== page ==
Baerbock demands ban on forced labor, will not attend Olympics – POLITICO

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German Foreign Minister Annalena Baerbock has called for an EU-wide import ban on products made with forced labor – a demand that would hit China particularly hard.

In comments published on Wednesday by German news agency dpa, Baerbock also said she would not attend the Beijing Winter Olympics in February. Yet she made it clear that her decision was personal and not the official line of the German government, and that German foreign ministers generally did not attend the Olympics.

Baerbock and his Green Party, who earlier this month joined Germany’s new government in a coalition with Chancellor Olaf Scholz’s Social Democrats and the Free Liberal Democrats, have taken a critical stance towards China on human rights and democratic standards. It is not certain, however, that Scholz supports this critical stance towards Beijing, as the chancellor told Chinese President Xi Jinping last week that he wanted to deepen economic ties with the People’s Republic.

Baerbock said she supports pressure from the European Parliament to ban all products related to forced labor from the EU market: “The European Parliament’s proposal to ban the import of goods produced with forced labor is, to my opinion, absolutely correct. “

Such a ban on imports derived from forced labor would affect China, which is accused by a large community of countries of persecuting Uyghur Muslims in the western Chinese region of Xinjiang and forcing them to work in factories. China, which is the EU’s largest overall trading partner and main source of imports according to 2020 data, rejects the accusations.

US President Joe Biden signed a bill last week to ban imports of forced labor products from the Xinjiang region. The US government has concluded that China’s practices against the Uyghurs constitute genocide.

European Commission President Ursula von der Leyen said in September that she wanted to introduce a ban on imports of forced labor products into the EU, but how to establish such a measure is still under discussion.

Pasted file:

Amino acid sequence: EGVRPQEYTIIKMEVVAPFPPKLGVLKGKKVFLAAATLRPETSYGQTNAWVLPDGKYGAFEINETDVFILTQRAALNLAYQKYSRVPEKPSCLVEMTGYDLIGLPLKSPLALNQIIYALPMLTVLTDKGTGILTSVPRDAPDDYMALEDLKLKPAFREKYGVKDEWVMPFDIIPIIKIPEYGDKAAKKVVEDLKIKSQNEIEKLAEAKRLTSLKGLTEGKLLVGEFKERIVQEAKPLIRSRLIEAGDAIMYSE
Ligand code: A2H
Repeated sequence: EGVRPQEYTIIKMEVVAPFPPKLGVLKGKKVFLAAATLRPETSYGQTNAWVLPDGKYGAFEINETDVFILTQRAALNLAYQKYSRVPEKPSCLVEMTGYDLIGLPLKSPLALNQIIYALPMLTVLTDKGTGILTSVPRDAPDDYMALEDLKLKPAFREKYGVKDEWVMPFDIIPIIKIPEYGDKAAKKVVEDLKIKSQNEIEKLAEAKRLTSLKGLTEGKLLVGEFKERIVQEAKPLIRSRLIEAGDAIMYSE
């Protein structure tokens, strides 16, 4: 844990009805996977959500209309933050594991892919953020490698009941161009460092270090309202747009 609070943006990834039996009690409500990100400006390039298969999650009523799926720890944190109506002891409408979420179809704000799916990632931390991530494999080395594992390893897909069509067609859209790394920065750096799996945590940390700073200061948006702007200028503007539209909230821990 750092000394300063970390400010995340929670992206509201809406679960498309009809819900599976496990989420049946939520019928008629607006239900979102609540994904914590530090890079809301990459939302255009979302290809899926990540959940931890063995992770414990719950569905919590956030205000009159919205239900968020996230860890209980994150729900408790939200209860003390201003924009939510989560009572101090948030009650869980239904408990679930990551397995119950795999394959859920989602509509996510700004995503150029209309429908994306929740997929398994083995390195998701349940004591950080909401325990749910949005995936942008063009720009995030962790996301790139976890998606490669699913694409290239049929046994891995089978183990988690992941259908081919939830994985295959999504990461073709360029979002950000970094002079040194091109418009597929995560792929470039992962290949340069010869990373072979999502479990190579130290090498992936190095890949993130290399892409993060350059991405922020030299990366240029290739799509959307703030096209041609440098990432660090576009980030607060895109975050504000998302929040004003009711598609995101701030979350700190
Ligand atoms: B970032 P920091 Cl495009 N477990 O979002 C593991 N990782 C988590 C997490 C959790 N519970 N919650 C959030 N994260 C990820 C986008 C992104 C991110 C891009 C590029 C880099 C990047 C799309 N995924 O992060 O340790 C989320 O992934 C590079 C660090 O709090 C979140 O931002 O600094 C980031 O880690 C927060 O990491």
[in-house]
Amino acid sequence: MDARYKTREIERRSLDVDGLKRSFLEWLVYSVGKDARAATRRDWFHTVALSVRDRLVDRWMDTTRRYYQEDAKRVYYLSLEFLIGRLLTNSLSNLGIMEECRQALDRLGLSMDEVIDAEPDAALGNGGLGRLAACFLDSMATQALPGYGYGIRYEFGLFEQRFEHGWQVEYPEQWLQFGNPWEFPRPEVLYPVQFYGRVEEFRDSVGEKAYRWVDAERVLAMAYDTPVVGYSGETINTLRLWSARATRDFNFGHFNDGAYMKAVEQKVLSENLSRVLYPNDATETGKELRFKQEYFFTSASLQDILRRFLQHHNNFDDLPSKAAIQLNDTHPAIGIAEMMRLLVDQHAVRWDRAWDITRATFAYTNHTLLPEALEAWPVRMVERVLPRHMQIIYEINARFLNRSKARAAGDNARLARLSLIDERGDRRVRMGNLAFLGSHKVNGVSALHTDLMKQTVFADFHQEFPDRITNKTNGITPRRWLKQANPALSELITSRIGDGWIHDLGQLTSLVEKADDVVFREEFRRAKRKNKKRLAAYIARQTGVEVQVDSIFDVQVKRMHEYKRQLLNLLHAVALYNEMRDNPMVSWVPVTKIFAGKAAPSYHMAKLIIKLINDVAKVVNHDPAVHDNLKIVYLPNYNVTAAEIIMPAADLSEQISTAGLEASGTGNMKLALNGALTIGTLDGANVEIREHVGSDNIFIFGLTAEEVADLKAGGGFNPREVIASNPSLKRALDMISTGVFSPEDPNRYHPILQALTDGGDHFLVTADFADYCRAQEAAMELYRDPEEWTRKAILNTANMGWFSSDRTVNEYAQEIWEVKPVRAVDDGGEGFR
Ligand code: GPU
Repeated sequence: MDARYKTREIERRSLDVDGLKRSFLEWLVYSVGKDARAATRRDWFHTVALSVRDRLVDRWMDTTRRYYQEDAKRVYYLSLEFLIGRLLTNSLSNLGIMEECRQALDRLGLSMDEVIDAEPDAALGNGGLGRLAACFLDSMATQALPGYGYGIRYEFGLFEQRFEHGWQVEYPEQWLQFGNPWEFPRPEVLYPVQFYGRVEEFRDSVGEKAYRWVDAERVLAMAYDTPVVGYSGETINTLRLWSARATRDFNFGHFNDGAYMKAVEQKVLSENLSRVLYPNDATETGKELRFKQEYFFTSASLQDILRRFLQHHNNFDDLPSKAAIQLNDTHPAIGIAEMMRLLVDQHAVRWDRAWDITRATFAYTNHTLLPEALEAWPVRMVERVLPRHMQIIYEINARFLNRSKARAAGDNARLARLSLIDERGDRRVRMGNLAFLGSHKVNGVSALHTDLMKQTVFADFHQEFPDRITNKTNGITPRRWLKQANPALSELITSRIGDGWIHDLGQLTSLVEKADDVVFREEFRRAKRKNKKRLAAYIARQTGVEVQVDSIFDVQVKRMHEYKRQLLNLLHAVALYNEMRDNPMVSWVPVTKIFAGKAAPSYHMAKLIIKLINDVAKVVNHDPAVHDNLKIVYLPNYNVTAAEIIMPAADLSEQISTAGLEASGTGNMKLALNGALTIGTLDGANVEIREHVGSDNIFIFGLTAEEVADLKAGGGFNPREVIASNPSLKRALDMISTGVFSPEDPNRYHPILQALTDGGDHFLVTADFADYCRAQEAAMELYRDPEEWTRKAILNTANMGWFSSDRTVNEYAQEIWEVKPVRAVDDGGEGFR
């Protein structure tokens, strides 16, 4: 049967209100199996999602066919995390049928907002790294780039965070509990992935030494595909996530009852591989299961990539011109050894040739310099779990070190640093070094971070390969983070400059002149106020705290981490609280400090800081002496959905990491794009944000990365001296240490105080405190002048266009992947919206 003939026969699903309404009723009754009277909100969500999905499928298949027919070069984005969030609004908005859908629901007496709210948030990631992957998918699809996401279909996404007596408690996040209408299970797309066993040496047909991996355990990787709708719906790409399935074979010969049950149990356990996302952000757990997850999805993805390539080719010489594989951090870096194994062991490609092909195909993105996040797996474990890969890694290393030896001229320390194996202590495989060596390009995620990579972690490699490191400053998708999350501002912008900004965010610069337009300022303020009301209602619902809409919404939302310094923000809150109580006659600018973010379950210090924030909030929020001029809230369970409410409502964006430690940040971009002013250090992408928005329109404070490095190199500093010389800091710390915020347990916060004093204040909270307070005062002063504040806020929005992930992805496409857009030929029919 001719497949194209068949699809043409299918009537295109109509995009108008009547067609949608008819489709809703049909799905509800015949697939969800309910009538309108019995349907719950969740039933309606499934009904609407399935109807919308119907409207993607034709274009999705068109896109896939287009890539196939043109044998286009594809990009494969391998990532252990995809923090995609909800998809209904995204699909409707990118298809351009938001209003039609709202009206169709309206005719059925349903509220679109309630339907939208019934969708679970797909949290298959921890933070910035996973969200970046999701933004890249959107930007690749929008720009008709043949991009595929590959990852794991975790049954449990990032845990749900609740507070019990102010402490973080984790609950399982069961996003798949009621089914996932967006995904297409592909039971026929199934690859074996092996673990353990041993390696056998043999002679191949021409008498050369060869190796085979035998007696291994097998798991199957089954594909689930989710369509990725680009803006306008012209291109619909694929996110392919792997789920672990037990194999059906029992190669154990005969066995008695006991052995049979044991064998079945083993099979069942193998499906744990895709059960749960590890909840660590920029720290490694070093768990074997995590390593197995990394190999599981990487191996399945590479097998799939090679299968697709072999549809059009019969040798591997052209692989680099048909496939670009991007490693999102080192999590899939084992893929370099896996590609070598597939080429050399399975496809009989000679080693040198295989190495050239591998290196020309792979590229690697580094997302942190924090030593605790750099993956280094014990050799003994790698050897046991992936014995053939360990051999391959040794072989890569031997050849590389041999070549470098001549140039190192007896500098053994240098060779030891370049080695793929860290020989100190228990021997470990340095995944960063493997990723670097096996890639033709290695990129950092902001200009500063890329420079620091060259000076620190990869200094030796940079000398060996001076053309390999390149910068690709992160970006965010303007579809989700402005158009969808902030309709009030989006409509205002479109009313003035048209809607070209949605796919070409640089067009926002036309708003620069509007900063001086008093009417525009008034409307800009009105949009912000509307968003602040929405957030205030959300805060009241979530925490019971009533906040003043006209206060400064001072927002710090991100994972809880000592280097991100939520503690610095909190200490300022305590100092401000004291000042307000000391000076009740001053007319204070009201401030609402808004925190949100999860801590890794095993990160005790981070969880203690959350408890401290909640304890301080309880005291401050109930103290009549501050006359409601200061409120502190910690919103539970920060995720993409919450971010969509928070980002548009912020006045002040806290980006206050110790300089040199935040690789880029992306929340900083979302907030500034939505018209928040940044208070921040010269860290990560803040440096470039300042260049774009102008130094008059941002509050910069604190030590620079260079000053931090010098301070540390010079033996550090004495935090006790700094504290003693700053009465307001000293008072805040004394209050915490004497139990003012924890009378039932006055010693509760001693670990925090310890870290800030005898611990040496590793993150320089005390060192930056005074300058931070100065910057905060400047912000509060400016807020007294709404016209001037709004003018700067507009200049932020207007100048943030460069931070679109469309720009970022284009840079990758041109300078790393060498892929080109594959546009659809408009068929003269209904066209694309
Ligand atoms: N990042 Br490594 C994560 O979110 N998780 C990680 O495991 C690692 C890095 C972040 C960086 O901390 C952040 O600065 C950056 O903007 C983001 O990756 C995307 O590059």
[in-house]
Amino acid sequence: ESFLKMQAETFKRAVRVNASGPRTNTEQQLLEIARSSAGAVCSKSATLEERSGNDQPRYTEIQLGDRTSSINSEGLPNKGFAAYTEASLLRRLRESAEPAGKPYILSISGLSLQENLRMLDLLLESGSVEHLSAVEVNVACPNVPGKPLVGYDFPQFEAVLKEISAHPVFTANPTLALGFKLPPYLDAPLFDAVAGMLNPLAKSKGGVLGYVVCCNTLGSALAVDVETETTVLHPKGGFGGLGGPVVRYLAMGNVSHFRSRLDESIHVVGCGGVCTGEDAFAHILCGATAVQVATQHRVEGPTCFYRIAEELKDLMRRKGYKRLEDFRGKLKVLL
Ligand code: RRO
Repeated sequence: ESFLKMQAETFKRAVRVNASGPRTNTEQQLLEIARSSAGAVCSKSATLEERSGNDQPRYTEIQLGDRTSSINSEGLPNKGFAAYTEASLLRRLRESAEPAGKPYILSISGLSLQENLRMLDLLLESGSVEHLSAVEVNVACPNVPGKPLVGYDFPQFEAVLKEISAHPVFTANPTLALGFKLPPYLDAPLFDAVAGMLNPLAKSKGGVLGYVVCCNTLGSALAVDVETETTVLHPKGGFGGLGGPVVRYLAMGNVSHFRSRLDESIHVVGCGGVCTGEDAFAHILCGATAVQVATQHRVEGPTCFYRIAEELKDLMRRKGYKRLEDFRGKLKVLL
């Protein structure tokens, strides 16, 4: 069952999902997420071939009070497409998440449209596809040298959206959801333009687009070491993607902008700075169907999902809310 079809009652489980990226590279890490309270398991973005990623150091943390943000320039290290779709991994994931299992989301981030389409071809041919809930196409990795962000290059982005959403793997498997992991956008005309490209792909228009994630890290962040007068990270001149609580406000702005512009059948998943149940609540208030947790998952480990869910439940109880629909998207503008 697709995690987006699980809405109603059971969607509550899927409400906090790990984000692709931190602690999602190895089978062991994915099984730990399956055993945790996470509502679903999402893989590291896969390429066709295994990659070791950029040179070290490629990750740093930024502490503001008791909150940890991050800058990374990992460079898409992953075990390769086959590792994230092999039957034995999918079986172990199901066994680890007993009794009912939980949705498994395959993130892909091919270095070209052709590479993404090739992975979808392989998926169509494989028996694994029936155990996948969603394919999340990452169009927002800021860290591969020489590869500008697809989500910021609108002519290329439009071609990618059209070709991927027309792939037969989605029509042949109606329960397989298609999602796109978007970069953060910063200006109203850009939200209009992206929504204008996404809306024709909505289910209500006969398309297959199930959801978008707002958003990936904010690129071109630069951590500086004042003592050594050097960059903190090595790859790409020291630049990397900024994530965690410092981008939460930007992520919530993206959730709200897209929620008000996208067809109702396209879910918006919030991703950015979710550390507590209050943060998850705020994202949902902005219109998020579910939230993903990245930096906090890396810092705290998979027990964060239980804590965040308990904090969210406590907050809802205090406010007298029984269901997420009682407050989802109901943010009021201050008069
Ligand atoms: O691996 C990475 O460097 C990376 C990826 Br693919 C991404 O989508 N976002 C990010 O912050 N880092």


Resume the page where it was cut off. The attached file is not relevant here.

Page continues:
As EU lawmakers and human rights activists call for a total ban on trade, EU trade chief Valdis Dombrovskis argued last week that it would be more “efficient To include such a ban in upcoming EU due diligence rules, which would put the responsibility for stopping imports produced by forced labor largely on businesses and national business regulators, exposing the European Commission and EU countries unless political reactions from China.

Beijing has agreed as part of the EU-China investment deal to “make continuous and sustained efforts” to ratify international conventions banning forced labor, but those promises have been criticized as being too vague. In addition, ratification of the investment agreement has been suspended due to human rights concerns and China’s response to them.

Asked about the Beijing Winter Olympics, which is the subject of a diplomatic boycott by the United States, Australia, Canada, United Kingdom and New Zealand due to human rights concerns, which means these countries will not send any diplomatic or political representatives to the games but participate with athletes – Baerbock said she has decided not to go to Beijing.

“I’m a huge sports fan, but I will definitely not be going to the Olympics right now – that hasn’t been common for foreign ministers in the past either,” she said. She added that the EU was still discussing internally whether the bloc should jointly participate in the diplomatic boycott.


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